What is a Vertebral Compression Fracture?
Vertebral compression fractures are extremely common, occurring about 1.5 million times each year in the United States. The leading cause of vertebral compression fractures is a bone-thinning condition called osteoporosis, which puts those 55 and older at a higher risk, and women are 4 times more likely than men to sustain these types of fractures.
What is Osteoporosis?
Osteoporosis is the leading cause of vertebral fractures in the US, but what is osteoporosis, and how does it affect the spine? Osteoporosis is “a medical condition in which the bones become brittle and fragile from loss of tissue, typically due to hormonal changes or deficiency of calcium and/or vitamin D.”
Due to the increased fragility, the vertebrae become more easily compromised, leading to increased fractures. Osteoporosis can increase fractures of all bones but is highly prevalent in the spine.
The Spine and Vertebrae
The spine is the backbone of the human body. Built like a tunnel that provides protection for the spinal cord, the spine also aids in structure and movement of the body.
The spine has 33 vertebrae stacked on each other, with discs between each vertebra. There are seven cervical vertebrae, 12 thoracic vertebrae, five lumbar vertebrae, five sacral vertebrae, and five coccygeal vertebrae. The five sacral and five coccygeal vertebrae usually fuse, giving most adults 24-26 vertebrae, compared to the 33 vertebrae humans are born with.
Vertebrae are made of cancellous, spongy bone with superior and inferior endplates made of hardened cortical bone. The importance of the vertebra is extensive. Physiologically, the vertebra provides nutrients and attachments to the spinal discs. Structurally, they work with the spinal discs to protect the spinal cord and aid in axial loading and supporting limbs.
What are Vertebral Fractures?
Fractures of the vertebrae are usually the result of improper axial loading and/or dislocation.
The most common levels for a fracture to occur in the spine are between T11 and L2, commonly referred to as the thoracolumbar junction.
There are four types of vertebral fractures:
- Compression: The most common type of vertebral fracture. This tends to result from weak vertebrae collapsing on themselves under high force or pressure. Compression fractures are usually related to a wedge fracture as the anterior wall collapses, creating a triangular shape.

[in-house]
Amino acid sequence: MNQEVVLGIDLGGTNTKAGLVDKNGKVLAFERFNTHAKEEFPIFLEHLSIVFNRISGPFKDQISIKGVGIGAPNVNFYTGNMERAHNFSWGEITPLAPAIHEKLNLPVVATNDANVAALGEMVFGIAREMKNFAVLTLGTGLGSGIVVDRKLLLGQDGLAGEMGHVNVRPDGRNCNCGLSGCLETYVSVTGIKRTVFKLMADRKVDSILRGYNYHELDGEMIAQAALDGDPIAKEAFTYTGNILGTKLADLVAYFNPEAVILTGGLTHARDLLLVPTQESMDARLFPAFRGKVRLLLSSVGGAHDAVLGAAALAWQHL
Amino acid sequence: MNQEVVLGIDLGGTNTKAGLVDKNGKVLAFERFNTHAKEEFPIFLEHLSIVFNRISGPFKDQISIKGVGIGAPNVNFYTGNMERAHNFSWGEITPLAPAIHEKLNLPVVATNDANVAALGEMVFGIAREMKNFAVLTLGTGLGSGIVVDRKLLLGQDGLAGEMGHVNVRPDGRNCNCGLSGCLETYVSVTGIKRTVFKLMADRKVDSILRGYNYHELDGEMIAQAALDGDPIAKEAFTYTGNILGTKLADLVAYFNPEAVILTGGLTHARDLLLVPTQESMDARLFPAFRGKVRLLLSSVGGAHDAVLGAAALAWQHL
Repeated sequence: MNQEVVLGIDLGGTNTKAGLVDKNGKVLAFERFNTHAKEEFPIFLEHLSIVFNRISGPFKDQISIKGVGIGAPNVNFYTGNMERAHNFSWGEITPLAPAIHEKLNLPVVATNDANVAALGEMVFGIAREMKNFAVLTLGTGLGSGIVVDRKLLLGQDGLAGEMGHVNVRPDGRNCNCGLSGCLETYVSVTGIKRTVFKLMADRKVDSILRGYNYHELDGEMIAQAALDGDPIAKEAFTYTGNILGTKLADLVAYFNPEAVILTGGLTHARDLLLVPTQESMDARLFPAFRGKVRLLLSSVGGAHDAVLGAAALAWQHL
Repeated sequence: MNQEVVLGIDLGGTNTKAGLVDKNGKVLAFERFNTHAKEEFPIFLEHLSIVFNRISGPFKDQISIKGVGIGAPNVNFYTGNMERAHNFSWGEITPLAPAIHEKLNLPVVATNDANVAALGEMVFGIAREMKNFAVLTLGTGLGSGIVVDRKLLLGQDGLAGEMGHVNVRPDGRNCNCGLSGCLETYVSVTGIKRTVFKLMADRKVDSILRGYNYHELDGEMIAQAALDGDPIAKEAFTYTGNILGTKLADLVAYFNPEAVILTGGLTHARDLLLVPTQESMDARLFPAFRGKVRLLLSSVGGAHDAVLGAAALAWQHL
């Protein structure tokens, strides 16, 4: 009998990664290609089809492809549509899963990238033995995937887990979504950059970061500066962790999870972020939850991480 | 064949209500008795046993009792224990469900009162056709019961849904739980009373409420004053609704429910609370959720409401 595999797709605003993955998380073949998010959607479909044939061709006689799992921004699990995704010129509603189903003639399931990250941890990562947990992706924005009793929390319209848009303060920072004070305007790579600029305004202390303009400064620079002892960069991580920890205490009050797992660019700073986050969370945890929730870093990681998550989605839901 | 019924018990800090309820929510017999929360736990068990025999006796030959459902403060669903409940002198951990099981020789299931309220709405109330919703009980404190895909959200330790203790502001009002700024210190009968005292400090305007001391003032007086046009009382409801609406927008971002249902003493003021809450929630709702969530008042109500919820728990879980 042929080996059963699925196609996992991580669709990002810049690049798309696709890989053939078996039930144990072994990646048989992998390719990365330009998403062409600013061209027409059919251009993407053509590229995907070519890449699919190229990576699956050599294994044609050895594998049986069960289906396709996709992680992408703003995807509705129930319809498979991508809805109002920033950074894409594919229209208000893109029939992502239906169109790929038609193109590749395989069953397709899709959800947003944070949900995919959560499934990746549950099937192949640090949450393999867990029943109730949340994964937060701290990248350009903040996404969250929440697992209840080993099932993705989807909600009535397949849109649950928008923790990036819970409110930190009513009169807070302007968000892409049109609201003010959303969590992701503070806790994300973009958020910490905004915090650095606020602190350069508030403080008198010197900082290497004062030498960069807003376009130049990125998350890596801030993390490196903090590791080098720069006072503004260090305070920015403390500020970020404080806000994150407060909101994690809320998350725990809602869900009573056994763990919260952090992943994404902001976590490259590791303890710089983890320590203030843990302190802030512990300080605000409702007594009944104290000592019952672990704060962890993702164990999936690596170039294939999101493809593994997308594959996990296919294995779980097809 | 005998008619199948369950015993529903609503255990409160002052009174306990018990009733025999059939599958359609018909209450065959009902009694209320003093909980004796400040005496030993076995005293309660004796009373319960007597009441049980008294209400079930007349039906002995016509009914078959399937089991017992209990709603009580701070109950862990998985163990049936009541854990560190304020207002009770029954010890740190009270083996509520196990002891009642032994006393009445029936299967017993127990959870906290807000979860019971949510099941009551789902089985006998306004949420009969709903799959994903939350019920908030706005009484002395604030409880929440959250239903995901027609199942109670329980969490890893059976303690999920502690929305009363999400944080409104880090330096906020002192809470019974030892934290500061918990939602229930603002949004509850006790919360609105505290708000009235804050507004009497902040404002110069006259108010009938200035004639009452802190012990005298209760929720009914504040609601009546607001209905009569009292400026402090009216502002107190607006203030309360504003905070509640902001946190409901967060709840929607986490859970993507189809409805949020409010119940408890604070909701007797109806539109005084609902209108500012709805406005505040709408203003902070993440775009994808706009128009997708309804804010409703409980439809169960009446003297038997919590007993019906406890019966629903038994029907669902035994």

- Burst: Burst fractures will occur under extreme forces such as a car accident. The vertebrae are fractured in multiple areas, causing chips and pieces to move away from the fracture site, most often going into the spinal canal.
- Flexion-Distraction: These tend to occur due to inertia. The body is at a constant speed and is suddenly stopped, usually due to a car accident, causing the body to bend forward and the vertebrae to fracture.
- Fracture-Dislocation: These result when the vertebrae become dislocated from the disc, causing extreme instability.
When there is a vertebral fracture, there are varying pain levels, as the fracture can cause many other issues.
The vertebra can fracture and only cause pain at that level, or it can fracture and cause pressure onto the spinal cord or other nerves, causing radicular pain that radiates from your back into your legs through the spine.
Diagnosing and Treating Vertebral Fractures
To diagnose a vertebral fracture, advanced imaging is needed. Most physicians can see a fracture from an X-Ray, but an MRI, CT or bone density scan may be required.
The main goal of treating a spinal fracture is preserving mechanical stability and neurological function. Kyphoplasty or vertebroplasty are often utilized to repair a compression fracture and give strength and pain relief to the patient. These procedures are minimally-invasive and performed in an outpatient center. The relief of pain can help preserve your function and lifestyle to prevent inactivity and disability, which can otherwise lead to devastating consequences.
The other, less common types of vertebral fractures, usually require surgery to maintain stability and prevent or relieve neurological dysfunction.
Treating vertebral fractures require treatment from a skilled and experienced physician. If you’d like to learn more about vertebral fractures or experience severe acute back pain, schedule an appointment with one of our physicians, call (954) 567-1332.